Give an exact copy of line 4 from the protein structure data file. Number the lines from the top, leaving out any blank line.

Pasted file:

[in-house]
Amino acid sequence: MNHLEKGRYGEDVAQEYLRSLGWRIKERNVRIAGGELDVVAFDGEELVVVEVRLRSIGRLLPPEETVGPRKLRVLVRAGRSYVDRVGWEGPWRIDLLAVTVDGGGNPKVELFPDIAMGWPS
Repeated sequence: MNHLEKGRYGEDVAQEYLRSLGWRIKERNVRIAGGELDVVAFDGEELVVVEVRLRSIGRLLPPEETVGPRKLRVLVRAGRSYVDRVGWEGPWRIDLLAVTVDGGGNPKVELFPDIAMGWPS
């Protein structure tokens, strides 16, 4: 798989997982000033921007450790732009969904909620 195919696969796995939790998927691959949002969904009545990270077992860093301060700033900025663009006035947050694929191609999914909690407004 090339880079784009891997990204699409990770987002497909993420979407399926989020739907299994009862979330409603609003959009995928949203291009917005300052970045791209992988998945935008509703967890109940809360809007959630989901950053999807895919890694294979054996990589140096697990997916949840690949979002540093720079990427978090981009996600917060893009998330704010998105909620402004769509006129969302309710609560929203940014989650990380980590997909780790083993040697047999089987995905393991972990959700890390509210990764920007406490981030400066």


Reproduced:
């Protein structure tokens, strides 16, 4: 798989997982000033921007450790732009969904909620 195919696969796995939790998927691959949002969904009545990270077992860093301060700033900025663009006035947050694929191609999914909690407004 090339880079784009891997990204699409990770987002497909993420979407399926989020739907299994009862979330409603609003959009995928949203291009917005300052970045791209992988998945935008509703967890109940809360809007959630989901950053999807895919890694294979054996990589140096697990997916949840690949979002540093720079990427978090981009996600917060893009998330704010998105909620402004769509006129969302309710609560929203940014989650990380980590997909780790083993040697047999089987995905393991972990959700890390509210990764920007406490981030400066």